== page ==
Posters are inherently graphic ways of communicating information. When dealing with digital imagery, it's important to start by understanding the technical basics, and how they help you obtain a quality result. Please watch or read the following documents about pixels, resolution, and file types.
"Pixels" means "picture elements," and they are little, monochromatic squares that make up all bitmap images. Watch this video to understand how pixels work.
When making a poster, you need to have print quality resolution. Image size and resolution are some of the basic elements of a bitmap image, but ones that frequently trip up the uninformed user.
Resolution is a function of the information, the amount of pixels, in an image, measured per inch (dots per inch or pixels per inch). This matters most when it comes to printing, as most printers create the best images, with photographic quality, at 300 dots per inch (dpi). If you need to raise the dpi for printing, you have to decrease the size in inches the image prints at. Since in most programs one pixel is equal to one dot, it's a simple formula: the number of pixels divided by the number of inches is the print resolution; put another way, the number of pixels in an image divided by the desired dpi is the number of inches the image will print at that dpi. If you want it to print at 300 dpi, you'd divide the number of pixels of the width or height to find the size the image will print at 300 dpi. If you want to print a 10 inch wide image at photographic print quality, it will need to be 3000 pixels (3000p/300dpi=10in). If your image is only 1000 pixels, the largest it will print and still be photographic quality is three and a third inches.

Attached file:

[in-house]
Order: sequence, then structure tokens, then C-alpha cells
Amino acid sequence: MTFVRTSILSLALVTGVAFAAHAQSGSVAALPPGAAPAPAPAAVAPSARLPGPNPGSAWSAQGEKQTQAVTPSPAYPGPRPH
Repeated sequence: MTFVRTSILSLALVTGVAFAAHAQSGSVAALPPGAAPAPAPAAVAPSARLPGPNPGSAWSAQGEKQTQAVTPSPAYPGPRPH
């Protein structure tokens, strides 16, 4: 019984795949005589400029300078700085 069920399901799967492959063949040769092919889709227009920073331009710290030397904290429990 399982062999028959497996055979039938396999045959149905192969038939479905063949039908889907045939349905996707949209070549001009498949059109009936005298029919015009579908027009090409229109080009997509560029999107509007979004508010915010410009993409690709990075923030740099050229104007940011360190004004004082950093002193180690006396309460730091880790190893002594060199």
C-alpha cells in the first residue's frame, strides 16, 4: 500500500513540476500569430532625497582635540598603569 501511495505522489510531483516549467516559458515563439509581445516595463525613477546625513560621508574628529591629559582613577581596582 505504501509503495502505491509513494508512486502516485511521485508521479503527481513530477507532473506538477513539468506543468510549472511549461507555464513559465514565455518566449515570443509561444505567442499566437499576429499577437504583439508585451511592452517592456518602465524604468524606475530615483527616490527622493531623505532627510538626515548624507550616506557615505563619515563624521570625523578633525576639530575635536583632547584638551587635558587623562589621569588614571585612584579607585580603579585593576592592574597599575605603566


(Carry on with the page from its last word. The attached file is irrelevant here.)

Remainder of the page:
Lucking for us, Photoshop or Preview can do the math for us—and change to the appropriate size in inches for us at the same time. Watch this video to learn how size and resolution are related, and how they can be manipulated without distorting the image—one of the most common needs from patrons making large format posters. While the tutorial uses Photoshop, the process is identical in Preview.
Digital Image File Types Explained
This information is very useful for assisting patrons: what's the difference between JPEG, PNG, and TIFF? What's Camera RAW mean? And when should a project be saved as what file type? Follow the links above for an explanation of the different types of files you can save images as, and when to use each one.
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